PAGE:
SEFER CHOFETZ CHAIM
As we have seen, it is forbidden to listen to negative information in any situation where the speaker is transgressing by relating the information. As it is not permissible to speak loshon hora about a non-observant Jew unless he is classified as an apikores (heretic), it is forbidden to listen to loshon hora that is being spoken about him. As has already been noted, today the average non-observant Jew is classified as a “tinok she’nishba,” (lit., a child who was taken captive), a victim of ignorance and circumstances and not, G-d forbid, an apikores.
As mentioned above, to discuss the life-style of a particular non-observant Jew in order to teach others not to learn from his ways is considered speaking l’toeles, for a constructive purpose, and is permissible. It is therefore also permissible to listen to such a discussion.
Similarly, when an individual’s improper behavior is publicized as a way of pressuring him to mend his ways, it is correct to listen, for the goal will never be achieved if everyone chooses to ignore what is being said of the person.
SEFER SHMIRAS HALOSHON
The Folly of Revenge
The Sages teach that a single Jew’s sin adversely affects the entire Jewish people. This is because, as mentioned above, all Jews stem from a single source and are like one. When one organ of a body is injured, the entire body is affected.
The Midrash states (Vayikra Rabbah 4:6):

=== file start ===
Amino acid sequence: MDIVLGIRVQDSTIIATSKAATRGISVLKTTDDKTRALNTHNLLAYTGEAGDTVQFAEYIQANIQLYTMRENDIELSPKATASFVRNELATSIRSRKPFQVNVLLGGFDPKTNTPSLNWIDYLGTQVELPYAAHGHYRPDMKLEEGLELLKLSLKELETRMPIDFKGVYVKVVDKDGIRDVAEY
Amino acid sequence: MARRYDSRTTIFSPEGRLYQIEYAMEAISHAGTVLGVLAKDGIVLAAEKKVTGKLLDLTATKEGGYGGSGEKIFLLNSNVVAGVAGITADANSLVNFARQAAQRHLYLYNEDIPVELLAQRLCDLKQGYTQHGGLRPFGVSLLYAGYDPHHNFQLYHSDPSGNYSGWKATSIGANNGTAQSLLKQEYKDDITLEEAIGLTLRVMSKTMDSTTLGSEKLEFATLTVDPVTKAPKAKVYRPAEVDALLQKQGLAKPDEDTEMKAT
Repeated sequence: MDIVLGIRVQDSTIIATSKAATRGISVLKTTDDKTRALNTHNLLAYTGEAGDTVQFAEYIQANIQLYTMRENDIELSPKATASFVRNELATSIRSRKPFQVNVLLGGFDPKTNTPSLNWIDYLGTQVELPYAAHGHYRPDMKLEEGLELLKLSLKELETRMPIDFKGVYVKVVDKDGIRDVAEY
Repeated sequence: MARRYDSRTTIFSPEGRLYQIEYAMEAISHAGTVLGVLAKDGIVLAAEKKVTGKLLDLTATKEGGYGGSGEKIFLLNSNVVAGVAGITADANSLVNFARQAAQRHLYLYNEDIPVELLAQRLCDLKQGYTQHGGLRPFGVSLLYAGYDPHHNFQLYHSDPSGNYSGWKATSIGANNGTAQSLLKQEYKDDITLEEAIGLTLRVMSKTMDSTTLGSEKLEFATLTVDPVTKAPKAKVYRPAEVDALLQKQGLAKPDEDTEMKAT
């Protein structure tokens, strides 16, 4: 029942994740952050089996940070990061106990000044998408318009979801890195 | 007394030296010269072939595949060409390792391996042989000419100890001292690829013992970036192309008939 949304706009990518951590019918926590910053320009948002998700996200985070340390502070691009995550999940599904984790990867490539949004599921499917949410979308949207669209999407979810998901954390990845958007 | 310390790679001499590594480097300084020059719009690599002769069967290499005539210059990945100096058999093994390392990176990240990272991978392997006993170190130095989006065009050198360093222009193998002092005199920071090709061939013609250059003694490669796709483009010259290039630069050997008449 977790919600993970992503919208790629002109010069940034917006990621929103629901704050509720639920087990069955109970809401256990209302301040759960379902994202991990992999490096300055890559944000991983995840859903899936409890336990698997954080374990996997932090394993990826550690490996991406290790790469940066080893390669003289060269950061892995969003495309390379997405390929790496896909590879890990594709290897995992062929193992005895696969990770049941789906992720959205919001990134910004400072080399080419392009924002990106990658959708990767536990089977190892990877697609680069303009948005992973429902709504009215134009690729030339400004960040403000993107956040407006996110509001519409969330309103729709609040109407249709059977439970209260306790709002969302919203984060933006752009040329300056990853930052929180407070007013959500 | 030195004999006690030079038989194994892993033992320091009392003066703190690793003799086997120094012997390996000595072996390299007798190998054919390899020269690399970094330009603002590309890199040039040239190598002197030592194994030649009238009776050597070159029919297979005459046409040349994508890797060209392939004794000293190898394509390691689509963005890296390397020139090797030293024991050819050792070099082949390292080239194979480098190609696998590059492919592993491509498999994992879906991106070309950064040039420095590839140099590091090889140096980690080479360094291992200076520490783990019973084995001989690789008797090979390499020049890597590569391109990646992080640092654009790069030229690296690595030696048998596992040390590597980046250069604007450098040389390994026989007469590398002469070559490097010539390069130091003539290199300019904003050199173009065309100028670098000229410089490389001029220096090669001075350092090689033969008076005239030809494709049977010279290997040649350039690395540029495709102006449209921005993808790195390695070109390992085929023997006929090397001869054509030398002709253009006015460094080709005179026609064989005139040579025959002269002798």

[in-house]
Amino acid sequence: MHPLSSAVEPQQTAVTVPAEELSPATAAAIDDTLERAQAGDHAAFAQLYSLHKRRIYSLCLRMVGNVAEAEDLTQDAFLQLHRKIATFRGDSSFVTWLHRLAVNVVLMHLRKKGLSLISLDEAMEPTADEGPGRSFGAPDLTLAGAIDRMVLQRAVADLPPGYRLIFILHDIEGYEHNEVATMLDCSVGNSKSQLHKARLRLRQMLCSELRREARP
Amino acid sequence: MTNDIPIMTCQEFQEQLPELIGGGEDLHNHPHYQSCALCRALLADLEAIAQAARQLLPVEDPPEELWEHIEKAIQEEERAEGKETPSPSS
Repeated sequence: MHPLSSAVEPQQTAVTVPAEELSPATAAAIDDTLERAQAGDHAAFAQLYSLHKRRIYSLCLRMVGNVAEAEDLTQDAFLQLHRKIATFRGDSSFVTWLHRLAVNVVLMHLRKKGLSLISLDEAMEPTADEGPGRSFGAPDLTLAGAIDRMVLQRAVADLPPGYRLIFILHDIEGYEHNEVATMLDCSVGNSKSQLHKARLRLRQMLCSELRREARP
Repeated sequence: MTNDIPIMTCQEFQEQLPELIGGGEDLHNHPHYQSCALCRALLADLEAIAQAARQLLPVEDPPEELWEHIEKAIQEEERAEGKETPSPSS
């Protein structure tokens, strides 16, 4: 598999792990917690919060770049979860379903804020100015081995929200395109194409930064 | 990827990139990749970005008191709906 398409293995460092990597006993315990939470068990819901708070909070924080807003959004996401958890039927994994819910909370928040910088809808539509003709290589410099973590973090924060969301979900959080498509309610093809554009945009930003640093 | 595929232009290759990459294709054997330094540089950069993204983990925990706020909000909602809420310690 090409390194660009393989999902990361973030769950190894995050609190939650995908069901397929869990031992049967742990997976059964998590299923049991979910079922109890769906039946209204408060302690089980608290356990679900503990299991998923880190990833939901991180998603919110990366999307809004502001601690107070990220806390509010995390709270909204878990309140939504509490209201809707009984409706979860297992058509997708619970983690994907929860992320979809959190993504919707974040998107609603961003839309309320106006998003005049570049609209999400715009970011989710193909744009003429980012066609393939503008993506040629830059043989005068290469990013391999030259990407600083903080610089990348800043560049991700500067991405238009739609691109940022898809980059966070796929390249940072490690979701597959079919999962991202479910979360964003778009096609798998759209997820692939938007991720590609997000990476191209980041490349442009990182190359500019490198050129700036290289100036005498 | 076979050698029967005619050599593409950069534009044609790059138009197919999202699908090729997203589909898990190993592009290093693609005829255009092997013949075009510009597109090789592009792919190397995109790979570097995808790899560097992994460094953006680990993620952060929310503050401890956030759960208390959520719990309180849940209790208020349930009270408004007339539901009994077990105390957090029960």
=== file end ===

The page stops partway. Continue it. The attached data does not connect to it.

“A scattered sheep is Israel” (Yirmiyahu 50:17). When one of a sheep’s organs become afflicted, all its organs are affected [i.e. they become inflamed, which is not the case with other creatures — Maharzu]. Similarly, all of Israel can suffer retribution because of one Jew’s sin.
R’ Yishmael taught: This can be likened to a group traveling aboard a ship. One of the travelers begins to drill a hole in the floor beneath him. His companions cry out: “What are you doing?!’’ “What do you care?’’ he responds. “I’m drilling only beneath my seat!’’ “But the boat will become flooded and all of us will drown!’’ the others retort.
Therefore, be exceedingly careful not to exact revenge from your fellow Jew or bear a grudge towards him, for it is you yourself whom you are hurting! Rather, tell yourself that Heaven has brought this distress about as a result of your sins, and what difference is there if it came about through this person or through someone else? If you will accept what has happened as an expression of Divine will, it will atone for your sins..1
Such was the attitude of David when Avishai ben Tzeruyah sought to take revenge from Shimi ben Geira for his having cursed David. Commanding Avishai to refrain from this, David said, “Hashem told him [i.e. permitted him to — Ralbag] ‘Curse!’ ” (II Shmuel 16:10). The Sages state that it was because of this acceptance of the Divine will that David merited to be one of the “supports’’ of the Divine chariot (Shevet Mussar 20:27 citing Midrash).
1 In explaining the prohibition against taking revenge, Sefer HaChinuch writes: “Among the roots of this mitzvah is that a person know and take to heart that whatever happens to him, whether for good or for bad, is brought about by Hashem, Blessed is He, for nothing can occur that is contrary to His will. Therefore, when one is pained or annoyed by another, he should realize that his sins have caused this and that this has been decreed by Hashem. Thus he should not turn his thoughts to revenge, for this person is not the real cause of his hurt; rather, sin is the cause.’’ This explanation does not discount the fact that the one who caused hurt did so of his own free will and will be held accountable for his misdeed.